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Where Did Jordan Peterson Go?

Where Did Jordan Peterson Go?

A couple of years ago, Jordan Peterson was a bonafide phenomenon. The Canadian psychology professor was being described as “the most influential public intellectual in the Western world”, who’d acquired a devoted, male-skewing fanbase for his at times controversial pop remixes of Jungian philosophy and his bestseller 12 Rules for Life, an ode of sorts to self-reliance and stoicism. Though Peterson was cagey on questions of religion, he expressed an admiration for the Bible and developed a following among Christians.

But then, Peterson essentially vanished without much of a trace. His daughter, a 28-year-old proponent of questionable diets named Mikhaila, posted a YouTube video saying her father been put into a medically induced coma at an unnamed clinic in Russia. According to her, Peterson had developed a physical dependence on the drug clonazepam, and the coma was a part of his plan to go cold turkey. Mikhaila said her father had nearly died as part of the ordeal.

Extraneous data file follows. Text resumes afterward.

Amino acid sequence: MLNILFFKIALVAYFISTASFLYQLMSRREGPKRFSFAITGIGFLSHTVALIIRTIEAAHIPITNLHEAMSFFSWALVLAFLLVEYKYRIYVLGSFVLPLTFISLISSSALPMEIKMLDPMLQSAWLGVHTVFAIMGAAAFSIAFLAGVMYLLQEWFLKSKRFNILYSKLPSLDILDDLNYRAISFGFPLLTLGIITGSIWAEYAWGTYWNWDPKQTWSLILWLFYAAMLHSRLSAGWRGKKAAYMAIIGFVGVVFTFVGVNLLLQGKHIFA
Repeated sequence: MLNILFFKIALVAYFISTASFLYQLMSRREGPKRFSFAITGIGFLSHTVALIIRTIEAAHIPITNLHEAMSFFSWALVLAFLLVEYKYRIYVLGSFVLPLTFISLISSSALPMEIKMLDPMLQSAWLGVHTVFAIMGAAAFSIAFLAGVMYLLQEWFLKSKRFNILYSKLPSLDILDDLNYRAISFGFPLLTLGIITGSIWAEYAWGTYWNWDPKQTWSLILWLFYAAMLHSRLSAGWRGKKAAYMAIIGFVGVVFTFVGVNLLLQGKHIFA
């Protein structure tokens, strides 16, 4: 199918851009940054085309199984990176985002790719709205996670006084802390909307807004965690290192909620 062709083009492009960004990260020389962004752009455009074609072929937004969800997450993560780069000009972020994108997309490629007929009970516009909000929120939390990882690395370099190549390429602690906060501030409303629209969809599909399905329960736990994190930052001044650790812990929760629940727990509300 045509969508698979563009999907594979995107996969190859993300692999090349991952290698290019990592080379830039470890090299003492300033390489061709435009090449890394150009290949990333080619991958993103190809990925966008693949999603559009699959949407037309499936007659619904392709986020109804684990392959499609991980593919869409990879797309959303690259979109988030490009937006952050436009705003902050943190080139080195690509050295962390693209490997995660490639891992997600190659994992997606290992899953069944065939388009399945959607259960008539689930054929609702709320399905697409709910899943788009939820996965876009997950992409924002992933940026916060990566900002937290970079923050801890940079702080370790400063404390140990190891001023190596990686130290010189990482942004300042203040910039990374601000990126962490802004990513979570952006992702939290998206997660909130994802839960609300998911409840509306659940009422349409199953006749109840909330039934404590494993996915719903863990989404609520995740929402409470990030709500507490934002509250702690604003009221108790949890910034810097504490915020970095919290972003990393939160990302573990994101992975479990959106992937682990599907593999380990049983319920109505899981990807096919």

It’s a very strange story, and there’s still a lot we don’t know about what exactly happened. The New Republic has pieced together info from Mikhaila’s scant YouTube videos and podcast interviews to come up with a loose theory of the events.

In 2017, it seems that Peterson was prescribed clonazepam, a benzodiazepine, by a family doctor as a way of treating his anxiety. The prescription was increased after Peterson’s wife was diagnosed with kidney cancer, and Peterson found himself unable to stop taking the drug without experiencing withdrawal symptoms. (As TNR notes, there is a difference between “physical dependence” and “addiction”, and Mikhaila has stressed that her father suffered from the former).

In the U.S., the medically recommended treatment for weaning patients off of benzodiazepines takes several months, with doctors slowly decreasing the dose of benzos at regular intervals. The working theory is that Peterson wanted a faster treatment, and an unnamed Russian clinic was the only spot he could find that would agree to it. Then, it seems, his body either had a frightening reaction to the treatment requiring a medically induced coma or the coma itself was part of the treatment.

It’s unclear what any of this means for Peterson’s personal or professional future, but it is a reminder of just how complex and dangerous drug problems can be, and how seriously the treatment thereof needs to be taken.

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